It was jammed for about 10 minutes.
Even if you google, you can't find a solution, and maybe you may have a similar problem.
I'm using Django and PostgreSQL.
I used to use the auth_user table created by default in Django, but I created a new table QiitaUser that extends the auth_user table, and now I use QiitaUser (the table name is tentative).
from django.conf import settings from django.db import models class Engineers(models.Model): name = models.CharField(max_length=1000) user = models.ForeignKey(settings.AUTH_USER_MODEL, to_field='id', on_delete=models.CASCADE, null=True)
from django.conf import settings from django.contrib.auth.models import AbstractUser from django.db import models class Engineer(models.Model): name = models.CharField(max_length=1000) user = models.ForeignKey(settings.AUTH_USER_MODEL, to_field='id', on_delete=models.CASCADE, null=True) class QiitaUser(AbstractUser): is_owner = models.BooleanField(default=False)
AUTH_USER_MODEL = 'QiitaUser'
Modify models and settings.py as above and execute migration to confirm that the qiitauser table is created.
The engineer table, which originally referred to the user_id of auth_user, now references the id of the qiitauser table as a foreign key (it was recognized).
When I try to register Engineer data by specifying the id of QiitaUser ...
db=# update engineer set user_id = 10 where id = 15; ERROR: insert or update on table "engineer" violates foreign key constraint "engineer_user_id_xxxxxxxx_fk_auth_user_id" DETAIL: Key (user_id)=(10) is not present in table "auth_user".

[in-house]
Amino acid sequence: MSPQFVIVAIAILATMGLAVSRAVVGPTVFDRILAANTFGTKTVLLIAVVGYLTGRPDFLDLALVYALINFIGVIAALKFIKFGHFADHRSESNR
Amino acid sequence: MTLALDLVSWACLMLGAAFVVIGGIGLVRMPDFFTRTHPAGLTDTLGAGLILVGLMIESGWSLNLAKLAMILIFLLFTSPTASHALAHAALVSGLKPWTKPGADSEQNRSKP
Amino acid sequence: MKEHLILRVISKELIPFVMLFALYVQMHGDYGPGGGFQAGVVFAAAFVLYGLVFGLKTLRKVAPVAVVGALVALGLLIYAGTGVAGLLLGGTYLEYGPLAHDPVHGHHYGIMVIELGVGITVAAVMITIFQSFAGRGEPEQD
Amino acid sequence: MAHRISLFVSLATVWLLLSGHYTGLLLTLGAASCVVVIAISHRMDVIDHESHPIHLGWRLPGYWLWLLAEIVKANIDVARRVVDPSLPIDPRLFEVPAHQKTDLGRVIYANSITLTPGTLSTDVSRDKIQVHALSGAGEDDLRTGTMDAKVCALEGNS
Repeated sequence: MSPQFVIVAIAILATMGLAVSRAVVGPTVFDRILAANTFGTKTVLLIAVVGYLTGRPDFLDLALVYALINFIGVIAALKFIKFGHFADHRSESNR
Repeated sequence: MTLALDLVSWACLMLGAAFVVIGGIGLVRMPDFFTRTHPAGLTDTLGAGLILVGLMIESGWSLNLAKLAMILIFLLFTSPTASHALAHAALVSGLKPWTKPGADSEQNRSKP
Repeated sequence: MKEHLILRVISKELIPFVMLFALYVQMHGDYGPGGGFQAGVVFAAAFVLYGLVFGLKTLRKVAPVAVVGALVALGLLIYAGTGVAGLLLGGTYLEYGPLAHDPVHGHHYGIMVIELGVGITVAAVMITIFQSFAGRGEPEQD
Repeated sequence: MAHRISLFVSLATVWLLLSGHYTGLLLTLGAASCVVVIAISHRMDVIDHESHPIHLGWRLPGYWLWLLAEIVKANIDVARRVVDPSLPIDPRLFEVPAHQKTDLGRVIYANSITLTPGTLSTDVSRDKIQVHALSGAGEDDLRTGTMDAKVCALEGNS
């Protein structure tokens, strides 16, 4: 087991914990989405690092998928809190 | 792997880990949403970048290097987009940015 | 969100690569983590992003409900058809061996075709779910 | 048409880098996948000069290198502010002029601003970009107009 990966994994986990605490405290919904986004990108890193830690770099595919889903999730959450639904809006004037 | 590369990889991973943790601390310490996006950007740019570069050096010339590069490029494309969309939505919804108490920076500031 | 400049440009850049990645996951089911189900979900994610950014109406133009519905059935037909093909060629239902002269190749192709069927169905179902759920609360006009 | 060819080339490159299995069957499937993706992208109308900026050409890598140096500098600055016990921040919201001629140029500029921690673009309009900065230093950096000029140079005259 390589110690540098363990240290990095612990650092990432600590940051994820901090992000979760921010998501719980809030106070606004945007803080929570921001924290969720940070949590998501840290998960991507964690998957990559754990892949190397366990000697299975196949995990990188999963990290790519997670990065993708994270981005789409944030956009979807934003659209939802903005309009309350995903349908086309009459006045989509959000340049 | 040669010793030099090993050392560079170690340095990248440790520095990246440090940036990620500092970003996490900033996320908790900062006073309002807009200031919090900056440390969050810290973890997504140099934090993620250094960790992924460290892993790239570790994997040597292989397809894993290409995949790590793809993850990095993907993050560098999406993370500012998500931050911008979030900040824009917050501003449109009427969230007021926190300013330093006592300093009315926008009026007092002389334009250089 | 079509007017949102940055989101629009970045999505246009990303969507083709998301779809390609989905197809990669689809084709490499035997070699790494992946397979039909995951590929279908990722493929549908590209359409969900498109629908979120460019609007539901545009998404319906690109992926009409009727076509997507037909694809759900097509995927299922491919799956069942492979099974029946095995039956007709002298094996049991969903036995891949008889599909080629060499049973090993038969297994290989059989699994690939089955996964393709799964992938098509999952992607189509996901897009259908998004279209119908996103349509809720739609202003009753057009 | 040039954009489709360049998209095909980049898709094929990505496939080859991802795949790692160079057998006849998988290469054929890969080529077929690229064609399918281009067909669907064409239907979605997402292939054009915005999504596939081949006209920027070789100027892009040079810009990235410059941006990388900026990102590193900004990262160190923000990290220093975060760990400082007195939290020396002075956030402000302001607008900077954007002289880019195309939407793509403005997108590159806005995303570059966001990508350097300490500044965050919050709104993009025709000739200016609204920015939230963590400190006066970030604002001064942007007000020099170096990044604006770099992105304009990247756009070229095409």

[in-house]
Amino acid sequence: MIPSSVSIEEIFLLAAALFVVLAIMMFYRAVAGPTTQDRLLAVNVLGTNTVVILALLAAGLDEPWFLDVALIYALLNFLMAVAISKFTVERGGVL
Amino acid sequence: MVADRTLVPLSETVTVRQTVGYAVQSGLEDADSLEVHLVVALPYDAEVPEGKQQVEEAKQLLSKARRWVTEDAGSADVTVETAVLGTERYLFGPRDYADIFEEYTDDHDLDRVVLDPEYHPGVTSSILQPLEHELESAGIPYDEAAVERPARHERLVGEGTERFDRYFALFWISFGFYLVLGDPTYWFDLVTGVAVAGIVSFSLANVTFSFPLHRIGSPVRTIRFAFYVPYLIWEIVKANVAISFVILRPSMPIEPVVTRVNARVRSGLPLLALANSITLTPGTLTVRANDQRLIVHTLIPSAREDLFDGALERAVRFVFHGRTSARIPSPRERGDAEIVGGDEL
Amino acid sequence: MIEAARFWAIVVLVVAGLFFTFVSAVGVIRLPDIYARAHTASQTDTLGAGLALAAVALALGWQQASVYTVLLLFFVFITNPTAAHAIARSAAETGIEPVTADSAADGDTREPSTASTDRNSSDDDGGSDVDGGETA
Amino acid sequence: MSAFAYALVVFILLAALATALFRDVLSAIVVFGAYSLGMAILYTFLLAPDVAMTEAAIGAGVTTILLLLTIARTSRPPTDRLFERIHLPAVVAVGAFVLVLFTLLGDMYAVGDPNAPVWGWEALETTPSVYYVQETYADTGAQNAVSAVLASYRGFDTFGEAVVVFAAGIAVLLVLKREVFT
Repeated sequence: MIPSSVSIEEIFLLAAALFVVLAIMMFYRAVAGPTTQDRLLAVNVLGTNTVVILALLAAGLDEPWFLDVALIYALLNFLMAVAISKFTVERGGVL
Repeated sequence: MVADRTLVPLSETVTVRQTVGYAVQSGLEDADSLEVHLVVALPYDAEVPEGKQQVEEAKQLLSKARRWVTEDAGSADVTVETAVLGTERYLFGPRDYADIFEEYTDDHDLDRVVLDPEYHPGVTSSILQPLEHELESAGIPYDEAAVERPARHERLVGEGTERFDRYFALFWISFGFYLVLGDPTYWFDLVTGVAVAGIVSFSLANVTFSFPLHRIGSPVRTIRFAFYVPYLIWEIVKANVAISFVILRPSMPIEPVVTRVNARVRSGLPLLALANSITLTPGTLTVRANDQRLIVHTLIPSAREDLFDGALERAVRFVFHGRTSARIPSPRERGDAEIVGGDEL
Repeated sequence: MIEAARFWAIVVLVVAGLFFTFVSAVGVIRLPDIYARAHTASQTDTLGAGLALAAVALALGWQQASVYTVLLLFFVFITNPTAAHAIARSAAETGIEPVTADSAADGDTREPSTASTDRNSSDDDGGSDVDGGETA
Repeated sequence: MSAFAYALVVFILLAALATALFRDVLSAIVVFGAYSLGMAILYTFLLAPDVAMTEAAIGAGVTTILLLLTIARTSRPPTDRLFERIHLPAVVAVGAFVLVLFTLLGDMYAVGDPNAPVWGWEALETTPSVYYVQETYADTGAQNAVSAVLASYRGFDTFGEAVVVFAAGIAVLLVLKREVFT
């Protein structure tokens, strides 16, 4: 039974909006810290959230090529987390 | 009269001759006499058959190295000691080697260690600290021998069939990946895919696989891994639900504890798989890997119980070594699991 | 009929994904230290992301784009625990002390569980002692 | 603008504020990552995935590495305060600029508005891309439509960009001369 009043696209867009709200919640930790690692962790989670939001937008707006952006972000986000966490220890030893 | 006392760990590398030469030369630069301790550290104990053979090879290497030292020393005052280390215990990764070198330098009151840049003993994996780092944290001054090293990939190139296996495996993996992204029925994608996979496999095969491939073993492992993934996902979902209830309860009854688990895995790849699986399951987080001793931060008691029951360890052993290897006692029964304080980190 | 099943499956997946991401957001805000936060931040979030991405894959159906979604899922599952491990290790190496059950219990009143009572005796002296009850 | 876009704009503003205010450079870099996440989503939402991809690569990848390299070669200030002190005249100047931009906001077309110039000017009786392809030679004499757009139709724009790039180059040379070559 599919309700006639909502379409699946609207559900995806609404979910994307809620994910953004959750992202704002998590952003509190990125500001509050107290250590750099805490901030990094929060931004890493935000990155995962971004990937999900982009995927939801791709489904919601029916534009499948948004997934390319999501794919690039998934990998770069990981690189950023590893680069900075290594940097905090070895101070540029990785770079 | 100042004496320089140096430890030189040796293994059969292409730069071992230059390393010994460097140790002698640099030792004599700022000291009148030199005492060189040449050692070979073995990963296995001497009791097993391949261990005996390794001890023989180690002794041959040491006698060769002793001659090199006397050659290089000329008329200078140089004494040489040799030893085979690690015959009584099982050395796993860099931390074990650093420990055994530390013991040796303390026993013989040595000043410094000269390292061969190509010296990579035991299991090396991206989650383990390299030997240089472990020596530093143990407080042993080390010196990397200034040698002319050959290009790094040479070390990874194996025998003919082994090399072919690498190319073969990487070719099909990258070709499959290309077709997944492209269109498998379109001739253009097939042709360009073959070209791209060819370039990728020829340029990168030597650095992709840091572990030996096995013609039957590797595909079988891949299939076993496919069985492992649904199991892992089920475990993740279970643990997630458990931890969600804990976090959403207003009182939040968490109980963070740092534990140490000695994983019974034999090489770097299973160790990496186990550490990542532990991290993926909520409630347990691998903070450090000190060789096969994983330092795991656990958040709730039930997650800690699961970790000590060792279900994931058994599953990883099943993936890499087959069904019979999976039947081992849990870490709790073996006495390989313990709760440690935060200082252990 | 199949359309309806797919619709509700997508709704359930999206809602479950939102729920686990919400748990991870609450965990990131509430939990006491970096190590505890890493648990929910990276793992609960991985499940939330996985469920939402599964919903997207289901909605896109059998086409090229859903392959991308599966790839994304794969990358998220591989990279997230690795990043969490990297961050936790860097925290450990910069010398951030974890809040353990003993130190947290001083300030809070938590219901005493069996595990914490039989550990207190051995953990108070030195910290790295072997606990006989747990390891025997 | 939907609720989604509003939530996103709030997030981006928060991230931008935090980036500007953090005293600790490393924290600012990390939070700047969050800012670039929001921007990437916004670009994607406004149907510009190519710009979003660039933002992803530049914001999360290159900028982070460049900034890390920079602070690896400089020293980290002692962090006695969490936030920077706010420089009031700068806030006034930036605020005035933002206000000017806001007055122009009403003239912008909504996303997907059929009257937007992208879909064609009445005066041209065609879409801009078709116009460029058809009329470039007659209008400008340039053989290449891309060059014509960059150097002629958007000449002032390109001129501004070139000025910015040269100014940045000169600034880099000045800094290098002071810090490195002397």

If the id that exists in the QiitaUser table is specified in the user_id of the Engineer, an error will occur if there is no record of that id in the auth_user table.
I want you to refer to the id of QiitaUser, but I have referred to the id of auth_user.
In my development environment, with the foreign key constraint on auth_user already attached, I defined a new extended table of auth_user and referred to AUTH_USER_MODEL = QiitaUser, so the foreign key constraint is auth_user and QiitaUser. It seems that both were attached and an error occurred when trying to refer to auth_user.
db=# \d engineer; Table "public.engineer" Column | Type | Collation | Nullable | Default ------------------------+-------------------------+-----------+----------+--------------------------------------------------- id | integer | | not null | nextval('engineer_id_seq'::regclass) name | character varying(1000) | | not null | user_id | integer | | | Indexes: "engineer_pkey" PRIMARY KEY, btree (id) "engineer_user_id_xxxxxxxx" btree (user_id) Foreign-key constraints: "engineer_user_id_xxxxxxxx_fk_accounts_" FOREIGN KEY (user_id) REFERENCES accounts_visualuser(id) DEFERRABLE INITIALLY DEFERRED "engineer_user_id_xxxxxxxx_fk_auth_user_id" FOREIGN KEY (user_id) REFERENCES auth_user(id) DEFERRABLE INITIALLY DEFERRED
In PostgreSQL, you can check the table definition with
\ d <tablename>;.
The foreign key constraint that references the id of auth_user is no longer needed and should be removed.
db=# ALTER TABLE engineer DROP CONSTRAINT IF EXISTS engineer_user_id_xxxxxxxx_fk_auth_user_id; ALTER TABLE
When I try to register the Engineer data again ...
db=# update engineer set user_id = 10 where id = 15; UPDATE 1
It was a success.
If you do not define an Engineer that refers to auth_user and migrate it, but use a Model that extends auth_user at the timing of migrating for the first time after creating an Engineer, I think that the problem like this did not occur.
You need to be careful when defining and using a new CustomUser while already using auth_user.